Thursday, February 4, 2010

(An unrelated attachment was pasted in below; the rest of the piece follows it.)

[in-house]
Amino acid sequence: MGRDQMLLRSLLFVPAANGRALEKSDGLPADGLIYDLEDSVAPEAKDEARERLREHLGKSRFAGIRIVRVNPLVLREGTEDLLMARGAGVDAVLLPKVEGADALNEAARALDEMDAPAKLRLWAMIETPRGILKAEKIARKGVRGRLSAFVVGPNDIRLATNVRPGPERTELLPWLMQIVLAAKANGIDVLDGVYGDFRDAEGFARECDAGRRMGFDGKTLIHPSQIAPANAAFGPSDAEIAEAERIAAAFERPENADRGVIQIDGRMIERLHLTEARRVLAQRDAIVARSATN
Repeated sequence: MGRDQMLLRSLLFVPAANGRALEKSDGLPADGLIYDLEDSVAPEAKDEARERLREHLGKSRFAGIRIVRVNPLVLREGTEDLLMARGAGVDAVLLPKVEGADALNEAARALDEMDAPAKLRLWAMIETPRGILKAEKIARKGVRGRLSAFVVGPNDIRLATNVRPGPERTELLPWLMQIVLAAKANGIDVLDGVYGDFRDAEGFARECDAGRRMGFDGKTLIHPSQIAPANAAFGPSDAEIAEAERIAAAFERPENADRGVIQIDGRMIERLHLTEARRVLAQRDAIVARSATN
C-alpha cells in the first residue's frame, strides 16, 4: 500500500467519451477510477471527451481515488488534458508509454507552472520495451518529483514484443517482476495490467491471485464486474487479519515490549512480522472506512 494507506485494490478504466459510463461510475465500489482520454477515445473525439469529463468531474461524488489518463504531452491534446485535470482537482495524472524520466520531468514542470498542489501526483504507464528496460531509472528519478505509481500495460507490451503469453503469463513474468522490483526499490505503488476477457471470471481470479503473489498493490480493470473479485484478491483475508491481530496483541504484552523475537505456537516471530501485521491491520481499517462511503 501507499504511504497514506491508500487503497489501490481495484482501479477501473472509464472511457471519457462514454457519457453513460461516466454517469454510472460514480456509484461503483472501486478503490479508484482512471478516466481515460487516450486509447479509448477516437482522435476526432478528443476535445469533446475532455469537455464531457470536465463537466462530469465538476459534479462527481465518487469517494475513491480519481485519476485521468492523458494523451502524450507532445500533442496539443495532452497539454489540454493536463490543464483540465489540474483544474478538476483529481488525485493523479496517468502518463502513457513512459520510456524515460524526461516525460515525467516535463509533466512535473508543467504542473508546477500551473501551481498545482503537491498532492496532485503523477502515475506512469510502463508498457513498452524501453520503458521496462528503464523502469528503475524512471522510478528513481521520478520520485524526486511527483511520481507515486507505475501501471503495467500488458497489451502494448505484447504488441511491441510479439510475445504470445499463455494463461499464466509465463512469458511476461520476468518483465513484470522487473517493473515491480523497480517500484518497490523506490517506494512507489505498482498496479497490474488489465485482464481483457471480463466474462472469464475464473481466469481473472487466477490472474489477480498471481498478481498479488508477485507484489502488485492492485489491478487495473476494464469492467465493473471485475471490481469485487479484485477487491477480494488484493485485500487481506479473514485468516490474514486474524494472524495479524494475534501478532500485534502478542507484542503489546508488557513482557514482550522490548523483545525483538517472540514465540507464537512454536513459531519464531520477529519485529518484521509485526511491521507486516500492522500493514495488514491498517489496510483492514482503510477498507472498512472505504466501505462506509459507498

In 1817, Benjamin Franklin famously uttered the phrase, “In this world nothing can be said to be certain, except death and taxes." Had Franklin lived in Israel today, he might have added two certainties: water shortages and Syrian belligerency. Indeed, recent reports about both affirm this including the most recent saber rattling from Damascus, http://www.haaretz.com/hasen/spages/1147473.html Israel’s water crisis is well known and something that weighs on the mind of Israelis across the spectrum. Water is about politics, religion, the environment, economy, agriculture, and impacts all sectors of Israeli society. It’s interesting to live in a place where Biblical traditions play out on a day to day basis with fervent prayers for rain in its season to fill our aquifers and provide abundance, and the reliance on the rain to sustain our lives. In an arid and largely desert land, while agriculture continues to be relevant, the simple fact of Israel’s population nearly doubling in the past two decades, coupled by many years of less than average rain leading Israel to one of its’ most severe droughts, water use and conservation play a role in every facet of our lives, from the price of produce to the length of our showers. In the past, Israel has dealt with the water situation in many new and innovative ways. Israel leads the world in reclaiming and recycling of grey and brackish water. Israel has given the world drip irrigation which brings just the amount of water a plant needs to thrive right to its roots. Israel has built and continues to build desalination plants which provide a growing amount of potable water, and Israel regularly practices cloud seeding to precipitate maximum precipitation. Israel has also proposed but not implemented vast international projects to supply water. Some have been shelved for political, diplomatic, and economic reasons, as well as what sometimes appears to be ineptitude. As much as Israel has built and continues to build desalination plants, wide criticism exists in our not having done this sooner, faster and to a greater extent. Plans have existed for decades to build a canal from the Mediterranean (and since formalizing peace with Jordan now the Red) Sea. This would serve four important purposes of 1. Providing a source for generating energy, 2. Desalinating water for use, 3. Creating tourism and industry along the way, and 4. Replenishing the Dead Sea which is rapidly drying out. Even Theodor Herzl envisioned this in his 1902 “Altneuland.” In better times, Israel even proposed importing water from Turkey, by pipeline or by tanker ships. But the water situation in Israel is deeply tied to politics and peace with our neighbors. As noted in a recent article (http://www.jpost.com/Opinion/Columnists/Article.aspx?id=167544), the 1994 peace treaty with Jordan obliges Israel to provide tens of millions of cubic meters of water to Jordan each year. Leading up to the 1967 Six Day War, Syria attempted to divert water from tributaries of the Yarmuk and Jordan Rivers which Israel considered belligerent, and to which it responded accordingly. Controlling and use of water resources in the Middle East is something that can both be part of the terms of establishing peace, and can be the trigger for a full fledged war. In this context, I was interested to read an article about how years of drought have impacted Syria, http://www.greenprophet.com/2009/11/08/13399/syria-drought. Since my first visit to Israel as a teen, I have been aware of the lack of water and how water has been a source of potential regional conflict. It was interesting to read that Syria, a much less developed and much more agrarian society with virtually no natural resources, was suffering as a result of years of drought. It made sense to me how over the past few years Israel has facilitated Druze farmers on the Golan Heights, who have had surpluses of their famous Golan apples partly by benefitting from using Israeli irrigation technologies, to export their apples to Syria. As if two streams coming together to form a river, in my mind, a number of issues flowed together to yield a possible source for conflict resolution, if not peace itself. At a minimum, there is a possibility to rehydrate the region if not bring peace. While there’s no sign that peace with Syria is in the offing, it is clear that if it were ever to come, one of the issues that will have to be resolved is water rights, especially because Israel’s peace treaty with Jordan requires it to provide vast quantities of water to the desert kingdom. Similarly, while in the past year, once very warm Israeli-Turkish relations have become more strained as if in a drought. At the same time, Syrian-Turkish relations which had been mired in conflict in the past, some of which as a result of water problems between them, have seen a new wave. In the past, Syria has long complained of Turkish plans to build a string of dams cross the Euphrates, depriving it of water on which its agriculture so heavily depends. So as the tide seems to have changed, perhaps a new way of thinking is in order. Maybe Turkey holds the key. Maybe a rapprochement between Turkey and Syria can be catalyst for the former to provide relief for a parched Syria. Maybe Turkey, long desiring to serve as an intermediary between Israel and Syria in making peace, can provide water guarantees that provide not just Syria, but Israel and Jordan as well, with an ample flow along the natural network of rivers that feed one another, oblivious to national borders and regional conflicts. Rather than being a thorn in the side of one another’s mutual distrust, perhaps Turkey can be the leverage for the resolution of a problem that will not go away on its own. An Israeli public burned over and over the past year by growing Turkish intransigence can be reassured that maybe Turkey’s interests are not as wildly anti-Israel as an objective observer might believe. Syria’s active participation in rehydrating the region would restore its centrality in the region as a player, not a pariah. Seeing water flow over the border between Israel and Syria would go a long way to repair decades of hate, rhetoric and threats which is all Israel has ever seen from its northern neighbor. This flow of water could energize life for Israel, Syria, Jordan and even the Palestinians, literally and figuratively, and lay a foundation for peace in its wake. There’s been more than enough hostility, and that’s been like swimming against the tide. Perhaps it’s time to let history be seen as water under the bridge and let water, the source for life, be part of the solution, not an ongoing part of the problem that yields conflict and death.